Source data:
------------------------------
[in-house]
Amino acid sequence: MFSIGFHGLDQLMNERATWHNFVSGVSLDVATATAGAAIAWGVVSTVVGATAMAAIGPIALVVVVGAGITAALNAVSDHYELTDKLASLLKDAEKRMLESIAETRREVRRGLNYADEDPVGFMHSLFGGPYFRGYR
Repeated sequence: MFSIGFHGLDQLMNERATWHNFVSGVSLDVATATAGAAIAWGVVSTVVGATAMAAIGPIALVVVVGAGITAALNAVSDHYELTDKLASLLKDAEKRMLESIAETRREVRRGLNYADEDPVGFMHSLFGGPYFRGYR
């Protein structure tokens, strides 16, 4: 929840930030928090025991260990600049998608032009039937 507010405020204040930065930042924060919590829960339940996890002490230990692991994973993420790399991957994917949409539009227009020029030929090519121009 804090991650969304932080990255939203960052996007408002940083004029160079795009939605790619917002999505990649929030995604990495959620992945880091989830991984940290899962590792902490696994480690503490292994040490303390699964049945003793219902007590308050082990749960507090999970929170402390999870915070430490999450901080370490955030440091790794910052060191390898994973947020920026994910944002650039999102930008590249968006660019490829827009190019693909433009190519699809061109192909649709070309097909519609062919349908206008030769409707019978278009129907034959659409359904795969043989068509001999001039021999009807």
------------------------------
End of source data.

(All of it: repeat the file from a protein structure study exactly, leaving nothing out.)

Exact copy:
[in-house]
Amino acid sequence: MFSIGFHGLDQLMNERATWHNFVSGVSLDVATATAGAAIAWGVVSTVVGATAMAAIGPIALVVVVGAGITAALNAVSDHYELTDKLASLLKDAEKRMLESIAETRREVRRGLNYADEDPVGFMHSLFGGPYFRGYR
Repeated sequence: MFSIGFHGLDQLMNERATWHNFVSGVSLDVATATAGAAIAWGVVSTVVGATAMAAIGPIALVVVVGAGITAALNAVSDHYELTDKLASLLKDAEKRMLESIAETRREVRRGLNYADEDPVGFMHSLFGGPYFRGYR
């Protein structure tokens, strides 16, 4: 929840930030928090025991260990600049998608032009039937 507010405020204040930065930042924060919590829960339940996890002490230990692991994973993420790399991957994917949409539009227009020029030929090519121009 804090991650969304932080990255939203960052996007408002940083004029160079795009939605790619917002999505990649929030995604990495959620992945880091989830991984940290899962590792902490696994480690503490292994040490303390699964049945003793219902007590308050082990749960507090999970929170402390999870915070430490999450901080370490955030440091790794910052060191390898994973947020920026994910944002650039999102930008590249968006660019490829827009190019693909433009190519699809061109192909649709070309097909519609062919349908206008030769409707019978278009129907034959659409359904795969043989068509001999001039021999009807």